The immediate challenge for flexible alternatives is often to integrate new functionalities that replicate those of traditional rigid formats or mitigate the limitations of a basic pouch.
“Adding some innovations to deliver the necessary functionality a flexible packaging solution can replace a bag in a carton,” Mr Stonley continued. “For instance, we’ve been working with a cereal brand to create a new flexible primary packaging solution that eliminates the need for secondary packaging. It’s easy to open thanks to three-contoured laser lines, easy to pour thanks to a pouring feature created in the gusset when the pack is opened, and a zipper provides re-closing functionality.”
As for downgauging the flexible substrate, composite films offer one path towards the barrier / lightness sweet spot. “Lightweighting by thickness alone can be problematic for moisture and oxygen barriers,” said Mr Stonley. “However, we’ve been working on this weight/barrier relationship for some time. Investment in co-extruding facilities have enabled us to produce films using combinations of PE/PA/EVOH/PA/PE/PE/PA that are both lighter and provide improved barrier properties.”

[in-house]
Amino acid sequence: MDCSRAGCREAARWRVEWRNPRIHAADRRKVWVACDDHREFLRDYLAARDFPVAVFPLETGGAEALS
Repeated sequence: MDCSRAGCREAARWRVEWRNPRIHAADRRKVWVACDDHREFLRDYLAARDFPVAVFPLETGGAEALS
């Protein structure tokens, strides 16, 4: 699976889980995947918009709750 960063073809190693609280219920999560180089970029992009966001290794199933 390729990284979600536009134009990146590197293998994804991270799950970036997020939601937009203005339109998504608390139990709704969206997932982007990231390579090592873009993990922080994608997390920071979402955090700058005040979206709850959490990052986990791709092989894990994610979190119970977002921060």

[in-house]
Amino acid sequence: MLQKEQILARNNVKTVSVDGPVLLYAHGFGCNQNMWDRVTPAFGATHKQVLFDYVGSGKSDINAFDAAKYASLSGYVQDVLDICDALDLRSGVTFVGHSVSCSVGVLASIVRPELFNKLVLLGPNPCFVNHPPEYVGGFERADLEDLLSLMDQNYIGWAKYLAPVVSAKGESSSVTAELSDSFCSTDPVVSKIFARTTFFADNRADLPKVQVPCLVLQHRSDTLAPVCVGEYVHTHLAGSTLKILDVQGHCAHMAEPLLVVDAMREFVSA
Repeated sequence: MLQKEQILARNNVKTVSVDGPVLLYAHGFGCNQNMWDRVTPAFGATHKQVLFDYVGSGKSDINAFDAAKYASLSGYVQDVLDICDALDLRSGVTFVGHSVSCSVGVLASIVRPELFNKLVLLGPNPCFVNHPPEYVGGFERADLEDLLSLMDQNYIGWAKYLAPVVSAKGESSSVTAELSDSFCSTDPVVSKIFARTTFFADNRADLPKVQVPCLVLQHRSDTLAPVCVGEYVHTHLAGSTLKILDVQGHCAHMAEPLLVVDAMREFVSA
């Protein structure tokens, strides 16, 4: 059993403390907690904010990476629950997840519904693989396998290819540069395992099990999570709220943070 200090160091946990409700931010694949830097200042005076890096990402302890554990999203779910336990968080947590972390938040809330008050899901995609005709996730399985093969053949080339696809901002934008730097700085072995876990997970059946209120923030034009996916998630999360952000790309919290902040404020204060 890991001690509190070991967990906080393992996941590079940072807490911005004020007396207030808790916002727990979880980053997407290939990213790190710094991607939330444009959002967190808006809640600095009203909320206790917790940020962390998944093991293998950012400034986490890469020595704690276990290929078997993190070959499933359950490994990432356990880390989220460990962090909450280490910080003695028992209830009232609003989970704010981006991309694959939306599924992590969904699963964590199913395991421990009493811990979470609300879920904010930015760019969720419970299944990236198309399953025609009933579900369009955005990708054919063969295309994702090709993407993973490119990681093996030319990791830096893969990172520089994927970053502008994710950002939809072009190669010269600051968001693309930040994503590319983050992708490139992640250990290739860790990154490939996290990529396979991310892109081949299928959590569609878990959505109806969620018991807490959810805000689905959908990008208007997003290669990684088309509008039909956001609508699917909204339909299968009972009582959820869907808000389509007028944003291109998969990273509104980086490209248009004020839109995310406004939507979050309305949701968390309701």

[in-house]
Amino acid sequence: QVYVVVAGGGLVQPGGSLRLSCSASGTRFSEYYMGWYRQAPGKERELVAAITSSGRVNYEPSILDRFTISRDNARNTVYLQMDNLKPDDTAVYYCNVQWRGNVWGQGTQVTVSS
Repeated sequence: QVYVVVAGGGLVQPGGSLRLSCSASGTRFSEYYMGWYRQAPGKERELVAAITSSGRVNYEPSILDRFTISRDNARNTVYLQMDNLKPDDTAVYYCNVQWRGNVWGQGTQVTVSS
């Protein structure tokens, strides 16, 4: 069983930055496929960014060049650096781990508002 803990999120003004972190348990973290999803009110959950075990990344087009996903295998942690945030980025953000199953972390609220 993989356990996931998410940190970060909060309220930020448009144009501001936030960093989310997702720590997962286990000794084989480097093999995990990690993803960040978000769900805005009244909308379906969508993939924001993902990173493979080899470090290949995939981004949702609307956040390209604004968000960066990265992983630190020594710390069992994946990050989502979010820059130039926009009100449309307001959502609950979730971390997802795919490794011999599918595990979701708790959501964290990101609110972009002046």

LINPAC (Klöckner Pentaplast) also looks to the composite materials as a solution. “In some cases we have increased the number of layers in our barrier films,” said Erwan Cadoret. “Through clever engineering and downgauging initiatives, along with investment in a state-of-the-art new production line at our manufacturing site in Pontivy, France, we are developing new generation film solutions which are thinner and lighter than ever before. These films have a lower carbon footprint and use less material, yet retain all functionality in terms of shelf life performance and strength.
“A notable new formulation created using our new multilayer extrusion process, is the ultra-thin LINtop® PE HSF - a 25μm high barrier lidding film for retail-ready modified atmosphere packaging (MAP) formats. The film contains anti-fog properties and a tailor-made shrink performance ensures tight, wrinkle free packs with outstanding clarity to boost consumer appeal. It is leak proof and the high barrier performance and excellent seal extends shelf life, keeping food fresher for longer and reducing food waste. Furthermore, the film is printable – removing the need for additional packaging around the pack.”